We use cookies to ensure that we give you the best experience on our website. You can change your cookie settings at any time. Otherwise, we'll assume you're OK to continue.

Durham University

School of Education

Research Projects

Publication details

Cooper, B. & Glaesser, J. (2011). Paradoxes and pitfalls in using fuzzy set QCA: illustrations from a critical review of a study of educational inequality. Sociological Research Online 16(3): 8.

Author(s) from Durham


Charles Ragin's crisp set and fuzzy set Qualitative Comparative Analysis (csQCA and fsQCA) are being used by increasing numbers of social scientists interested in combining analytic rigour with case-based approaches. As with all techniques that become available in easy-to-use software packages, there is a danger that QCA will come to be used in a routinised manner, with not enough attention being paid to its particular strengths and weaknesses. Users of fsQCA in particular need to be very aware of particular problems that can arise when fuzzy logic lies behind their analyses. This paper aims to increase its readers' understanding of some of these problems and of some means by which they might be alleviated. We use a critical discussion of a recent paper by Freitag and Schlicht addressing social inequality in education in Germany as our vehicle. After summarising the substantive claims of the paper, we explain some key features of QCA. We subsequently discuss two main issues, (i) limited diversity and the various ways of using counterfactual reasoning to address it, and (ii) the logical paradoxes that can arise when using fsQCA. Making different choices than Freitag and Schlicht do in respect of dealing with these two issues, we undertake some reanalysis of their data, showing that their conclusions must be treated with some caution. We end by drawing some general lessons for users of QCA.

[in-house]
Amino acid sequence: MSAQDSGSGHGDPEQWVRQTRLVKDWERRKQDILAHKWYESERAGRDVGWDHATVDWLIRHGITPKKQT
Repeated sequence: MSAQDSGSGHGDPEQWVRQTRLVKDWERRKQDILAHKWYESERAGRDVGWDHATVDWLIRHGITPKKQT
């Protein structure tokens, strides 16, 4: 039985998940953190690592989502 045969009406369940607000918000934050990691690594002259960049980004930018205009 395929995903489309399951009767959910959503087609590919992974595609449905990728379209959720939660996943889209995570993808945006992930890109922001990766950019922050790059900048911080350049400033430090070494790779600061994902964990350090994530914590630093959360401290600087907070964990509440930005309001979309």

School of Education